Dear Rosie & Sherry,
I've been dating a man that I like very much. As our dating progressed it became obvious to me that he is cheap. He owns real estate and has a very nice income and few expenses.
He refuses to buy me flowers or go to nice restaurants. He gives small tips. At the beginning it didn't bother me because I have my own income, but with time I began to resent it and feel hurt. It makes me feel not valued and not cherished, like I'm not worth enough for him to invest money on me. If I offer to treat -- like buying tickets to a Broadway show -- he takes me up on it.
If it's like that now what will be when we're married? Also the pre-nuptials that he wants is that I'd move into his house, and we'll split all expenses. (Our incomes are similar.) But in the event of dissolution of the marriage, I only get a half of the increase in the value of the house. If the value doesn't increase, I get nothing, even though I'd be paying half toward the mortgage and upkeep of the house.
Shouldn't I expect a better deal?
Can you give a general guideline of what works in second marriages so nobody is resentful? Also, what can I do about his cheapness? Can I expect to get used to this and not feel hurt and lose respect? There are so few eligible guys in my age group. I'd appreciate your advice.
We are sure that you are not imagining that the man you are dating is "cheap." Some people are like that, and they will never change. The question for you is -- is he generous enough to you in other ways to make you feel cherished and cared for? Is he generous with his time, compliments, conversation, and expressions of appreciation? Does he want to do nice things for you that don't involve much money? A generous spirit can be more important than a generous wallet.
If you answer most of these questions in the negative, we urge you to take a closer look at this man and clarify why you are considering marriage. If it is to avoid being alone, consider how lonely it can be in a marriage with someone who cannot give of himself enough to be an intimate friend.
On the other hand, if you can honestly answer, "yes" to many of these questions, then you have to weigh how important it is for him to be generous with money if there are so many other valuable qualities. When you think about your answer, clarify how much his attitude toward money will have an impact on everyday life should you decide to marry. You need to know how this man deals with the day-to-day expenses of living, and if he is as cheap as he seems to be with what he considers luxuries.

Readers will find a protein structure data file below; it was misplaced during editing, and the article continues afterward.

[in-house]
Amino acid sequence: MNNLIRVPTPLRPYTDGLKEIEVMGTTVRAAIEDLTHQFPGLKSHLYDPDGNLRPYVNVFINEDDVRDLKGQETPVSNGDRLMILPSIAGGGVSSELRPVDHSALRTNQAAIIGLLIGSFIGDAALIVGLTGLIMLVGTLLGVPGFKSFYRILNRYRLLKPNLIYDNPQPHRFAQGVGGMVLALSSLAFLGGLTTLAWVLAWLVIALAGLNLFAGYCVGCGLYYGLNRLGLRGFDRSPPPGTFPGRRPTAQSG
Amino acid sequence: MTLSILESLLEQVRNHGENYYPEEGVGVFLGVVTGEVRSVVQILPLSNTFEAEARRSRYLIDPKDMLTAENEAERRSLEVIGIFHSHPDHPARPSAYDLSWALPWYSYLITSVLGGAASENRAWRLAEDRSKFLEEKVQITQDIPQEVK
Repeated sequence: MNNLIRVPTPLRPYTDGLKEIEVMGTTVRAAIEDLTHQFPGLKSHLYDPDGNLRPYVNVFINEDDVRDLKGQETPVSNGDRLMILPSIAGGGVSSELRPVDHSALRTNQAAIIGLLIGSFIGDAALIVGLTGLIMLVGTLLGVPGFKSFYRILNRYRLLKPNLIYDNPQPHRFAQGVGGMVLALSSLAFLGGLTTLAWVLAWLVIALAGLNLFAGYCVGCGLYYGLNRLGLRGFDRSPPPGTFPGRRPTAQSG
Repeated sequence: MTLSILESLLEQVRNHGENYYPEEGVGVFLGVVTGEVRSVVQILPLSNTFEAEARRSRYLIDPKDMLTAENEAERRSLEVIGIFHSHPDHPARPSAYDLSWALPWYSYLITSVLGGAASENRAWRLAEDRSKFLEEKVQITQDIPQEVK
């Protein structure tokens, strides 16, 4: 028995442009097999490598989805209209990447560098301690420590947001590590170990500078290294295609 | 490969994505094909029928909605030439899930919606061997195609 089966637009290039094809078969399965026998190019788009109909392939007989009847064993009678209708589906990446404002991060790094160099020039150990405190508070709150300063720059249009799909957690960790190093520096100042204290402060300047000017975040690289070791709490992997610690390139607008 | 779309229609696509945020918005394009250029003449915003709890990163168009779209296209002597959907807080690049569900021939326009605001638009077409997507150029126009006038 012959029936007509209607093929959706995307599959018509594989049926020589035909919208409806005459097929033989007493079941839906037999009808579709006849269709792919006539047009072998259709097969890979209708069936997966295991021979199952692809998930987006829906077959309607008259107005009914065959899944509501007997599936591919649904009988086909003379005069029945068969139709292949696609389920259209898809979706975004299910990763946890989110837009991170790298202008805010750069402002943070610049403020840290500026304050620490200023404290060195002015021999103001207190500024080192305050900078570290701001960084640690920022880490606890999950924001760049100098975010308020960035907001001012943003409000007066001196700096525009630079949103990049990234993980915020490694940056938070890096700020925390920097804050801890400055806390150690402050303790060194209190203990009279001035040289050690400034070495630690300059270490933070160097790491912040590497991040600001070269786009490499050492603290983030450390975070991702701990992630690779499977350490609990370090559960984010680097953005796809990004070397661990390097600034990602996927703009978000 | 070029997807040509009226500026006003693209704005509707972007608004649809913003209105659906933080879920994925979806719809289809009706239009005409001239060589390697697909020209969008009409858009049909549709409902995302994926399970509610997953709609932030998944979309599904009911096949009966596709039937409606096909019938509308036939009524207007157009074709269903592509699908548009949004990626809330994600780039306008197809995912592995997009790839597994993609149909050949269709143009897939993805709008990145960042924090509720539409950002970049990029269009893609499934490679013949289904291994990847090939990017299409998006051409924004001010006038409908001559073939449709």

For example, what is his attitude about using air conditioning in the summer and heat in the winter? Does he live so frugally that his home is falling apart, he eats poor quality food, and won't replace wardrobe items until they are threadbare? Is he opposed to household help? What about home repairs or medical care? Even though he doesn't like to spend money on expensive theater tickets, flowers, and fancy meals, what hobbies does he like to do and how often does he do it?
Does he ever give gifts to his children? Does he ever give gifts to you, even modest ones? Would he have any objection to from time to time doing some activities that mean a lot to you, even though they will cost more than he is comfortable spending? Does he give any charity? Would he have objection to you giving tzedakah?
It could be that except for certain attitudes about money and luxury, the man you are seeing may have overall lifestyle expectations that are similar to yours. He may also have a generous spirit when it comes to matters that do not involve money. If that is the case and if you both care about each other and enjoy each other's company, you may be able to build a framework for a good marriage. However, you will have to be willing to accept that aspect of his personality without trying to change it. If you cannot accept it, you won't be able to respect him, and respect is vital in a marriage.
You also asked about the splitting of assets. This really is a question for a matrimonial lawyer to answer. From our perspective, however, this man's suggestions are not unreasonable. It's an approach that many couples agree upon when marrying later in life -- they keep what they bring into the marriage and share the fruits of any "joint enterprise." The joint enterprise would be living in and caring for the house this man owns -- splitting half of the increase in value is certainly fair. If the market has a downturn, he loses -- not you.
However, if you view marriage as more of an economic proposition, expecting to get some kind of compensation for the years you invest in a relationship, then you are bound to be unhappy with the "arrangement" this man has proposed. Furthermore, if he is cheap about all areas of life, it seems it would be very difficult for you (or anyone) to live in such a situation.
We hope this has been helpful, and wish you the best of success,
Rosie & Sherry